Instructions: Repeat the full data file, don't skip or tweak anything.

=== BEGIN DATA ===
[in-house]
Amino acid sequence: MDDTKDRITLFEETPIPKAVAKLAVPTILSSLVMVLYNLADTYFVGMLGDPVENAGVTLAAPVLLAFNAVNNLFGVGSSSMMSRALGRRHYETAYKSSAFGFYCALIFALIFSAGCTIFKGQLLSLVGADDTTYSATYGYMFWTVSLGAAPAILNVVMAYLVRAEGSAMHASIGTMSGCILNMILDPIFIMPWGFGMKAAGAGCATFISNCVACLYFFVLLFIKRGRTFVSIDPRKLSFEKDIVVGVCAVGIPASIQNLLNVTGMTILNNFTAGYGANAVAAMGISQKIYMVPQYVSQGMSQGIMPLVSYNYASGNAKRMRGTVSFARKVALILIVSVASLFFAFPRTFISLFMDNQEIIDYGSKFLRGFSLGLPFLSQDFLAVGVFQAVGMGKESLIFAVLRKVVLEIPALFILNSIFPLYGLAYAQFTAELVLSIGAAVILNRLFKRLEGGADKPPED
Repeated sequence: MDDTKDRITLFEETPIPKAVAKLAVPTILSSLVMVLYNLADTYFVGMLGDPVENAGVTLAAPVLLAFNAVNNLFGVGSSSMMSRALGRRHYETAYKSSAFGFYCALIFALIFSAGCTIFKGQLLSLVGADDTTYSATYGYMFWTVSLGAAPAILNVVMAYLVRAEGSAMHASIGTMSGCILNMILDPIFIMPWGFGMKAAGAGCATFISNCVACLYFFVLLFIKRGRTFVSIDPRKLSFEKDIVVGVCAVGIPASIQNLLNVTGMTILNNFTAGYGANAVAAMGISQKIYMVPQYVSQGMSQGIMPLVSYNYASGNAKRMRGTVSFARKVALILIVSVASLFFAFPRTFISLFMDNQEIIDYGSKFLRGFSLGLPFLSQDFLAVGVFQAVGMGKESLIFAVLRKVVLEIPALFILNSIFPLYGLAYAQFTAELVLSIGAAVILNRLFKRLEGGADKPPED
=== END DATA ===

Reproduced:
[in-house]
Amino acid sequence: MDDTKDRITLFEETPIPKAVAKLAVPTILSSLVMVLYNLADTYFVGMLGDPVENAGVTLAAPVLLAFNAVNNLFGVGSSSMMSRALGRRHYETAYKSSAFGFYCALIFALIFSAGCTIFKGQLLSLVGADDTTYSATYGYMFWTVSLGAAPAILNVVMAYLVRAEGSAMHASIGTMSGCILNMILDPIFIMPWGFGMKAAGAGCATFISNCVACLYFFVLLFIKRGRTFVSIDPRKLSFEKDIVVGVCAVGIPASIQNLLNVTGMTILNNFTAGYGANAVAAMGISQKIYMVPQYVSQGMSQGIMPLVSYNYASGNAKRMRGTVSFARKVALILIVSVASLFFAFPRTFISLFMDNQEIIDYGSKFLRGFSLGLPFLSQDFLAVGVFQAVGMGKESLIFAVLRKVVLEIPALFILNSIFPLYGLAYAQFTAELVLSIGAAVILNRLFKRLEGGADKPPED
Repeated sequence: MDDTKDRITLFEETPIPKAVAKLAVPTILSSLVMVLYNLADTYFVGMLGDPVENAGVTLAAPVLLAFNAVNNLFGVGSSSMMSRALGRRHYETAYKSSAFGFYCALIFALIFSAGCTIFKGQLLSLVGADDTTYSATYGYMFWTVSLGAAPAILNVVMAYLVRAEGSAMHASIGTMSGCILNMILDPIFIMPWGFGMKAAGAGCATFISNCVACLYFFVLLFIKRGRTFVSIDPRKLSFEKDIVVGVCAVGIPASIQNLLNVTGMTILNNFTAGYGANAVAAMGISQKIYMVPQYVSQGMSQGIMPLVSYNYASGNAKRMRGTVSFARKVALILIVSVASLFFAFPRTFISLFMDNQEIIDYGSKFLRGFSLGLPFLSQDFLAVGVFQAVGMGKESLIFAVLRKVVLEIPALFILNSIFPLYGLAYAQFTAELVLSIGAAVILNRLFKRLEGGADKPPED